Washington, DC – U.S. Senator Dianne Feinstein (D-Calif.) today issued the following statement on Lesbian, Gay, Bisexual, and Transgender (LGBT) Pride Month:
“Each June, Lesbian, Gay, Bisexual, and Transgender (LGBT) Pride Month provides an opportunity to recognize the countless Americans who have worked to end the ongoing struggle against discrimination, and to pay tribute to the resilient spirit and significant contributions of LGBT Americans to our nation’s ideals of equality and freedom.
June was chosen for LGBT Pride Month to commemorate the Stonewall riots in 1969, which prompted the birth of the gay rights movement.
As we celebrate the rich and diverse LGBT community this month, we not only recognize many notable achievements, but we are also reminded of the struggle to live and experience the American dream.
In the past 10 years since this month was first declared, the LGBT community has triumphed over tremendous challenges. Hate crimes based on sexual orientation or gender identity are now a Federal offense, and same-sex marriages are legal in 5 states and the District of Columbia. The LGBT community has also answered the call to service with over 600 openly LGBT appointed and elected officials in office today. While these landmark victories are remarkable, there is no doubt that much more still needs to be done.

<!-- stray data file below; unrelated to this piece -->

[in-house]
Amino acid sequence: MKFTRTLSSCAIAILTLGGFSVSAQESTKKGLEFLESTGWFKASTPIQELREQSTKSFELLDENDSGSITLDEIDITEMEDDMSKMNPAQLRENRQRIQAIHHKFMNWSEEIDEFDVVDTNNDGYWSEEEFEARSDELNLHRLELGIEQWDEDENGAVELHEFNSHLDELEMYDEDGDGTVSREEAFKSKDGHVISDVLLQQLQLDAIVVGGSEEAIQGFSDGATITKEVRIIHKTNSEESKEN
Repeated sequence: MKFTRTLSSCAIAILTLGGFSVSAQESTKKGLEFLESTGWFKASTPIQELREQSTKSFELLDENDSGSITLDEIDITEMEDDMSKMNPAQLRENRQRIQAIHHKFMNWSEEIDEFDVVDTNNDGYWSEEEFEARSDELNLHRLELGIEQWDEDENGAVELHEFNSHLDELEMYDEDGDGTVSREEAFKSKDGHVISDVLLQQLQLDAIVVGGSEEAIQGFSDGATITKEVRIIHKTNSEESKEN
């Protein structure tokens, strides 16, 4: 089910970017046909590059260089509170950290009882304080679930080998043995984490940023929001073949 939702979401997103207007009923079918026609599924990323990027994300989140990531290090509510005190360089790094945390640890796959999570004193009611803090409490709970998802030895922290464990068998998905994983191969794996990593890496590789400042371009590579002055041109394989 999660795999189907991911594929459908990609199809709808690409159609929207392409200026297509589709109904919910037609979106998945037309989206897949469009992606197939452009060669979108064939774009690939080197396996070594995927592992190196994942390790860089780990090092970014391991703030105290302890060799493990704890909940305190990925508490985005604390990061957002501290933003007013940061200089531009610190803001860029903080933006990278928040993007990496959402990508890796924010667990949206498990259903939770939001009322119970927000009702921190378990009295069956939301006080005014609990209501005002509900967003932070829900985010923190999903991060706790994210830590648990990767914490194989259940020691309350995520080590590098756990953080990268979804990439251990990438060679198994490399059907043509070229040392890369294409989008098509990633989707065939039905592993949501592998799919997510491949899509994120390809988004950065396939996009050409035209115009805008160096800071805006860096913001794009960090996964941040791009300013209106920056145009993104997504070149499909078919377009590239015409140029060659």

My heart sank with the passage of Proposition 8, but the final verdict has not been rendered on this issue. As Californians come to know the 18,000 couples who were able to marry I believe that change will come.
The military’s “Don’t Ask Don’t Tell” policy is another important issue. Under this policy, over 13,000 men and women have been discharged from service. I have co-sponsored legislation and spoken on the floor because I believe that every American should have the opportunity to serve their country. Last month, both the House and the Senate Armed Service Committee approved an amendment to effectively end “Don’t Ask Don’t Tell.” While this still has to make it through the Senate, I will support this every step of the way.
Great change is possible in our lifetimes; it can come quickly and easily or, as we’ve seen with many protections for LGBT individuals and families, over time with great struggles. Yet equal rights are closer now than ever. The LGBT community continues to march forward with determination and dignity. Though the journey is not finished we live in a country where extraordinary change is possible, and I know that perseverance will triumph over prejudice.”